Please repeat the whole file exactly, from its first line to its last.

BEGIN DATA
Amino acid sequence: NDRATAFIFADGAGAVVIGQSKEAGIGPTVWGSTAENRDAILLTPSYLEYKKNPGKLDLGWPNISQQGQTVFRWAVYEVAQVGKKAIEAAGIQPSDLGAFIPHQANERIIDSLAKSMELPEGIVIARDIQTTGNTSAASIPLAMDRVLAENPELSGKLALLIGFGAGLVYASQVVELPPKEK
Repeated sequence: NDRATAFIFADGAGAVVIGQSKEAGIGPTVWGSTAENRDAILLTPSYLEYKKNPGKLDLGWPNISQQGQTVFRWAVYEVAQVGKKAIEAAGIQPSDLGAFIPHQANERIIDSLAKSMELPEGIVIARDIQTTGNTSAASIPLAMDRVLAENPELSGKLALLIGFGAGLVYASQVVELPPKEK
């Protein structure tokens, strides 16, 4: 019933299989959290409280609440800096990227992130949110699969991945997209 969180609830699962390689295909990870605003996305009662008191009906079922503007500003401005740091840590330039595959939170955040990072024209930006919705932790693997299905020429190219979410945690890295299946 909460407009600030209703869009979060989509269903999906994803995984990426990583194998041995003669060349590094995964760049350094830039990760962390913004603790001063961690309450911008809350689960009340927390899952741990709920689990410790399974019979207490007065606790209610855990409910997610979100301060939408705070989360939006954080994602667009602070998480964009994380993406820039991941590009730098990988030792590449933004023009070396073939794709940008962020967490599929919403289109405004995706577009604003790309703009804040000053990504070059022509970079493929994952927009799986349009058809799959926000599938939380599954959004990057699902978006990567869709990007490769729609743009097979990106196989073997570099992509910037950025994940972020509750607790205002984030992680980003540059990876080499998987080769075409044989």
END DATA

Amino acid sequence: NDRATAFIFADGAGAVVIGQSKEAGIGPTVWGSTAENRDAILLTPSYLEYKKNPGKLDLGWPNISQQGQTVFRWAVYEVAQVGKKAIEAAGIQPSDLGAFIPHQANERIIDSLAKSMELPEGIVIARDIQTTGNTSAASIPLAMDRVLAENPELSGKLALLIGFGAGLVYASQVVELPPKEK
Repeated sequence: NDRATAFIFADGAGAVVIGQSKEAGIGPTVWGSTAENRDAILLTPSYLEYKKNPGKLDLGWPNISQQGQTVFRWAVYEVAQVGKKAIEAAGIQPSDLGAFIPHQANERIIDSLAKSMELPEGIVIARDIQTTGNTSAASIPLAMDRVLAENPELSGKLALLIGFGAGLVYASQVVELPPKEK
């Protein structure tokens, strides 16, 4: 019933299989959290409280609440800096990227992130949110699969991945997209 969180609830699962390689295909990870605003996305009662008191009906079922503007500003401005740091840590330039595959939170955040990072024209930006919705932790693997299905020429190219979410945690890295299946 909460407009600030209703869009979060989509269903999906994803995984990426990583194998041995003669060349590094995964760049350094830039990760962390913004603790001063961690309450911008809350689960009340927390899952741990709920689990410790399974019979207490007065606790209610855990409910997610979100301060939408705070989360939006954080994602667009602070998480964009994380993406820039991941590009730098990988030792590449933004023009070396073939794709940008962020967490599929919403289109405004995706577009604003790309703009804040000053990504070059022509970079493929994952927009799986349009058809799959926000599938939380599954959004990057699902978006990567869709990007490769729609743009097979990106196989073997570099992509910037950025994940972020509750607790205002984030992680980003540059990876080499998987080769075409044989």